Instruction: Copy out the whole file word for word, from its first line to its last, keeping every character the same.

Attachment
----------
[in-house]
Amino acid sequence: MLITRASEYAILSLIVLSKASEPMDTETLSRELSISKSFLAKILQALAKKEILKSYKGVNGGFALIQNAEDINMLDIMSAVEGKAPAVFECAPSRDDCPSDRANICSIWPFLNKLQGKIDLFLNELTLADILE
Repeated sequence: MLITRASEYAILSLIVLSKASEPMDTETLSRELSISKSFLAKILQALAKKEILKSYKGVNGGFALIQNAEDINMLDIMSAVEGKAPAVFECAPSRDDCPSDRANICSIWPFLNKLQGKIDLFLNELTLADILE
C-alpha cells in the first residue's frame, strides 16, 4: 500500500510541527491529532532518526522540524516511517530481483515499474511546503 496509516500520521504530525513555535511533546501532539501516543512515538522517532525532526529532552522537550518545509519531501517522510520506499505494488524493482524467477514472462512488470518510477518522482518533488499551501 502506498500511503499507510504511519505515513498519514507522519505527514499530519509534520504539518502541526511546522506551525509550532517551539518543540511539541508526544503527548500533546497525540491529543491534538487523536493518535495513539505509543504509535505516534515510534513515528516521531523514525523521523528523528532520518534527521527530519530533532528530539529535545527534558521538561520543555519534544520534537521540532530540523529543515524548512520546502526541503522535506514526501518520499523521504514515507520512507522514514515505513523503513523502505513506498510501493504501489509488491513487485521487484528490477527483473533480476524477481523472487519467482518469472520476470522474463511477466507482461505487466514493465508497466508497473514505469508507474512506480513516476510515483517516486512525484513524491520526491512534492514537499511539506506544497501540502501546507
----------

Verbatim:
[in-house]
Amino acid sequence: MLITRASEYAILSLIVLSKASEPMDTETLSRELSISKSFLAKILQALAKKEILKSYKGVNGGFALIQNAEDINMLDIMSAVEGKAPAVFECAPSRDDCPSDRANICSIWPFLNKLQGKIDLFLNELTLADILE
Repeated sequence: MLITRASEYAILSLIVLSKASEPMDTETLSRELSISKSFLAKILQALAKKEILKSYKGVNGGFALIQNAEDINMLDIMSAVEGKAPAVFECAPSRDDCPSDRANICSIWPFLNKLQGKIDLFLNELTLADILE
C-alpha cells in the first residue's frame, strides 16, 4: 500500500510541527491529532532518526522540524516511517530481483515499474511546503 496509516500520521504530525513555535511533546501532539501516543512515538522517532525532526529532552522537550518545509519531501517522510520506499505494488524493482524467477514472462512488470518510477518522482518533488499551501 502506498500511503499507510504511519505515513498519514507522519505527514499530519509534520504539518502541526511546522506551525509550532517551539518543540511539541508526544503527548500533546497525540491529543491534538487523536493518535495513539505509543504509535505516534515510534513515528516521531523514525523521523528523528532520518534527521527530519530533532528530539529535545527534558521538561520543555519534544520534537521540532530540523529543515524548512520546502526541503522535506514526501518520499523521504514515507520512507522514514515505513523503513523502505513506498510501493504501489509488491513487485521487484528490477527483473533480476524477481523472487519467482518469472520476470522474463511477466507482461505487466514493465508497466508497473514505469508507474512506480513516476510515483517516486512525484513524491520526491512534492514537499511539506506544497501540502501546507